Did You Know that Disposable Nappies are Harming the Environment?

Before being potty trained, the majority of children are wearing disposable nappies because they are more convenient for their parents. They are easy to put on and off, and when dirty, they are simply thrown away. However, disposable nappies are becoming a major environmental concern.

Disposable Nappies Consume a Lot of Resources and Energy

Disposable nappies are made from different materials, both natural and man-made. Since an average child uses at least 4,000 nappies before being potty trained, they must be made in huge quantities which takes a major toll on the environment. Tens of thousands of trees are cut down just to meet the demand in the UK. Also, much more water, energy and various raw materials are needed than to make real (cloth) nappies.

Soil, Water and Air Pollution

About one third of all municipal solid waste consists of disposable nappies - they lack behind only paper and bottles. In households with a child who wears nappies, they account for up to one half of all waste produced. Disposable nappies are supposed to break down if exposed to air and sunlight but they need hundreds of years to decompose in landfills. And while decomposing, the chemicals and baby feces are leaching into the ground and posing a risk of groundwater contamination. Also, landfills produce greenhouse gases which in turn are warming up the atmosphere and contributing to global climate change.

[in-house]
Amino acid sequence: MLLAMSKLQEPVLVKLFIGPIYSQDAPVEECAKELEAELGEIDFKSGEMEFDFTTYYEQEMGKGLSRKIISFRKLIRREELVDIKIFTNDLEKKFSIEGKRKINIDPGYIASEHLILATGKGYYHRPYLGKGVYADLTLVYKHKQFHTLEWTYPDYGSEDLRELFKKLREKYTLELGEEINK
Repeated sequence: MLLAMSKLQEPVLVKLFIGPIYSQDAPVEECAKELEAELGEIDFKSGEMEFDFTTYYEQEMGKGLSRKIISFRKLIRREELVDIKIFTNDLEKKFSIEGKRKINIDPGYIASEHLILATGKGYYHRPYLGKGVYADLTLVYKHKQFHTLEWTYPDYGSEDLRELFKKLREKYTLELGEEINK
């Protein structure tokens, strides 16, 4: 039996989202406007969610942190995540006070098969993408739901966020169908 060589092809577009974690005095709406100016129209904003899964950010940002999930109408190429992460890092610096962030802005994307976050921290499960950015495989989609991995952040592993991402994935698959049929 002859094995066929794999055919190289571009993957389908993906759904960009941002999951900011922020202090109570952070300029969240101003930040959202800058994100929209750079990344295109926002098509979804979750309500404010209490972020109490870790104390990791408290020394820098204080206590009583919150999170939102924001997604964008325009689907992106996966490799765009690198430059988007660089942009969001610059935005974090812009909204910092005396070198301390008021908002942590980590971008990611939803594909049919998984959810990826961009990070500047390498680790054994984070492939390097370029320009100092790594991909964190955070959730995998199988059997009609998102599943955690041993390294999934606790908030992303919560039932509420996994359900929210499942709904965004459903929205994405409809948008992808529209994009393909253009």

Disposable Nappies Contain All Sorts of Chemicals

In addition to harming the environment, the many chemicals that are found in disposable nappies have also been shown to increase the risk of various health problems in humans. Babies with sensitive skin can develop an allergic reaction or rash. What is even more concerning is that most disposable nappies contain a chemical called dioxin which is very toxic. In addition, scientific research has shown that it is even carcinogenic which means that it can cause cancer.

Eco-Friendly Disposable Nappies Not as Eco-Friendly

It is also possible to find eco-friendly disposable nappies which, like their name suggests, are supposed to be more environmentally-friendly. Unfortunately, they are not as eco-friendly as being promised to be. They have been shown not to break down easily in landfills. And since waste is piled up and squeezed together to take as little space as possible, they decompose in anaerobic or oxygen-low environment. As a result, they are releasing large amounts of greenhouse gases which warm up the Earth’s atmosphere.